London: Anthony Wright is the Executive Director of Health Access, a nonprofit consumer advocacy group.
Wright: We have one of the highest rates of uninsurance. And that's because we have one of the lowest rates of employers offering coverage to their workers. As a result, we have more people who are in the individual market, which is the least efficient, most expensive way to get coverage. And because 20% of the population, if not more, are uninsured, that puts a greater burden on the rest of us who are insured to sort of make up the difference in premiums. So it's a vicious cycle.
London: It's the result of a dramatic shift in who's bearing the cost and the risk of healthcare.
Rob Fuller/ Executive V.P. & COO, Downey Regional Medical Center: Financially, what has happened, is that the idea of spreading risk amongst the entire community has gone out the door.
London: Rob Fuller is the Chief Operating Officer at Downey Regional Medical Center.
Fuller: The insurance companies who are paid a premium theoretically to take risk &mdash and sometimes you win at risk sometimes you lose &mdash have moved that risk off of their books onto the backs of providers and employers and employees. If the rate increases were three. four, five percent, that'd be one thing. But the increases they're demanding &mdash I know because I buy our health insurance for this hospital &mdash we had to pay a 16% increase in our health plan this past year.
London: Are the health insurance companies gouging, then?
Fuller: I think their behavior speaks for itself.
[London: Hi, Patrick. How are you? Thanks for joining us.]
London: Just how do the insurance companies explain this? We spoke with Patrick Johnston, President of the California Association of Health Plans. It lobbies Sacramento on behalf of 40 profit and nonprofit plans.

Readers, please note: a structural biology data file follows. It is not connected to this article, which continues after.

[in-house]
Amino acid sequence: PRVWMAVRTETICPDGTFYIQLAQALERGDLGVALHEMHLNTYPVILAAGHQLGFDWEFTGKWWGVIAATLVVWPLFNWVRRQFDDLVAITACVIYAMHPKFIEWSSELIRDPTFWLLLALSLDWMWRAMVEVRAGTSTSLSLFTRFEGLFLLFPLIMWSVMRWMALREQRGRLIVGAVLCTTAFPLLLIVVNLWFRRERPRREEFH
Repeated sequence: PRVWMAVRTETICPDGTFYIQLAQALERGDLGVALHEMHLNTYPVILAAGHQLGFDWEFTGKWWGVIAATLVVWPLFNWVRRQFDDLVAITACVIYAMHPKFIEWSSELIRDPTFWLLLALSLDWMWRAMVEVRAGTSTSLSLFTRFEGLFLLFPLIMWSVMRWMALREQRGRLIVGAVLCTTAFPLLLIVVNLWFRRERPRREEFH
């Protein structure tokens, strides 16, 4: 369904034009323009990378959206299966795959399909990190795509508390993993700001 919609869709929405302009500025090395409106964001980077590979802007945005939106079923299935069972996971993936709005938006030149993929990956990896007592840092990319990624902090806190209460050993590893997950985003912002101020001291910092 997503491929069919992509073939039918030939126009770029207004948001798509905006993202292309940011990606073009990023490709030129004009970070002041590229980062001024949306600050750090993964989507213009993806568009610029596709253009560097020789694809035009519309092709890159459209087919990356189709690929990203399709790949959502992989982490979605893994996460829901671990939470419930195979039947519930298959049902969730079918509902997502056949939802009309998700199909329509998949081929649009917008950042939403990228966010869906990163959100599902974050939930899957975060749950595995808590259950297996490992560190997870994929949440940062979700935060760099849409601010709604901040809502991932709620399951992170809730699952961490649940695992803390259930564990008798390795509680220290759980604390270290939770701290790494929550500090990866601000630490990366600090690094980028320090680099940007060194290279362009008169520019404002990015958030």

London: Patrick, it seems as if in the last couple of years there's been a trend towards more and more people that have health insurance are still incurring more and more debt. And it seems like that is the wrong direction to be going.
Patrick Johnston/ President & CEO, California Assoc. of Health Plans: It is true that people suffer from illnesses and then the cost of their share of insurance often rises.
London: Are health insurance companies failing the people that need it the most?
Johnston: Health insurers are audited by the state, and 87 cents of every premium dollar which is billions and billions and billions of dollars every month in California are paid to doctors and hospitals and for medicines. Day to day, people are getting lots and lots of care.
Wright: You have people who are paying premiums month after month, and yet, still have bills if they need major care.
London: In part, because, Wright says, a number of health plans don't give people the level of coverage they think they're paying for. For insured patients in oncology offices like this one, life-saving treatments are often cut short because of cost.
Dr. Richy Agajanian/The Oncology Institute of Hope and Innovation: We have about one in eight patients that can't afford the treatments that we recommend to them, which is a big, big problem. We have another one in four patients run into major debt because they try to make these payments on their own. They're having substantial difficulty with their families and themselves paying for their chemotherapy costs.
London: Dr. Richy Agajanian and his wife Hilda have a staff that tries to get co-payment assistance for patients.
Hilda Agajanian/The Oncology Institute of Hope and Innovation: The patients approach us all the time, sometimes begging and crying. It's very sad. Some patients' families, especially, you know, you get more of the families who plead with us to "please, please, put the patient on treatment. You know, we can't afford our 20% but we'd really like them to start." And a lot of times we do the payment plans but, again, sometimes we have to say no, because it's so enormous, we know they won't be able to pay.